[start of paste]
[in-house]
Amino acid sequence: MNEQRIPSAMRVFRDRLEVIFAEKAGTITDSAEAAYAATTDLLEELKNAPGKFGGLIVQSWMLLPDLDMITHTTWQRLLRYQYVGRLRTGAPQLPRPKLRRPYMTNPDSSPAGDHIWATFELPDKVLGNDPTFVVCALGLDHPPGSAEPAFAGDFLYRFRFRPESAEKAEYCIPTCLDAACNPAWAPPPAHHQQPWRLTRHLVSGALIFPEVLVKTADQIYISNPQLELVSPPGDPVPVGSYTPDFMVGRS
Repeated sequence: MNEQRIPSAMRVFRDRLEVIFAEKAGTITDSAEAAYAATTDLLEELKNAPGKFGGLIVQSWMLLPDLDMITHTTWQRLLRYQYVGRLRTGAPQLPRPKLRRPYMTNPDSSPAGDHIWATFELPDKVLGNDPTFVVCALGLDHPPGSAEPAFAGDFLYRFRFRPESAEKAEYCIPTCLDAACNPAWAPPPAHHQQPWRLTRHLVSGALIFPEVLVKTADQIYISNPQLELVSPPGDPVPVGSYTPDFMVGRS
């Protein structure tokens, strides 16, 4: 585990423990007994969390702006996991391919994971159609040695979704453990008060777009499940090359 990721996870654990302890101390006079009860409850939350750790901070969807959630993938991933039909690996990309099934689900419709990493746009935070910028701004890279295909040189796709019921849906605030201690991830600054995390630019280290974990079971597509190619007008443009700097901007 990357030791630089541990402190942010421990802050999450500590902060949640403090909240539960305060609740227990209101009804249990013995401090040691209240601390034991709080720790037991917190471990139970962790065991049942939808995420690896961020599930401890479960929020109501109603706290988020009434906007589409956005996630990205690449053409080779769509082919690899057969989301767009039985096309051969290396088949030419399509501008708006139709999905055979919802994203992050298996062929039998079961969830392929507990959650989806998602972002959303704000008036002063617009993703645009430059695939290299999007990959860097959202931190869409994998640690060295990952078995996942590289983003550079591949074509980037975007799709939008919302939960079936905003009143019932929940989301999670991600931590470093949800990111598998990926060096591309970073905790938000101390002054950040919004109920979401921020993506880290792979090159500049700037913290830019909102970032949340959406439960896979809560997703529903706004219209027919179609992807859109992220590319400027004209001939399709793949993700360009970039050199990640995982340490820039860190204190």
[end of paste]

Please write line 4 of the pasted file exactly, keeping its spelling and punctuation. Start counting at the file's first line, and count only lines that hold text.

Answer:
């Protein structure tokens, strides 16, 4: 585990423990007994969390702006996991391919994971159609040695979704453990008060777009499940090359 990721996870654990302890101390006079009860409850939350750790901070969807959630993938991933039909690996990309099934689900419709990493746009935070910028701004890279295909040189796709019921849906605030201690991830600054995390630019280290974990079971597509190619007008443009700097901007 990357030791630089541990402190942010421990802050999450500590902060949640403090909240539960305060609740227990209101009804249990013995401090040691209240601390034991709080720790037991917190471990139970962790065991049942939808995420690896961020599930401890479960929020109501109603706290988020009434906007589409956005996630990205690449053409080779769509082919690899057969989301767009039985096309051969290396088949030419399509501008708006139709999905055979919802994203992050298996062929039998079961969830392929507990959650989806998602972002959303704000008036002063617009993703645009430059695939290299999007990959860097959202931190869409994998640690060295990952078995996942590289983003550079591949074509980037975007799709939008919302939960079936905003009143019932929940989301999670991600931590470093949800990111598998990926060096591309970073905790938000101390002054950040919004109920979401921020993506880290792979090159500049700037913290830019909102970032949340959406439960896979809560997703529903706004219209027919179609992807859109992220590319400027004209001939399709793949993700360009970039050199990640995982340490820039860190204190």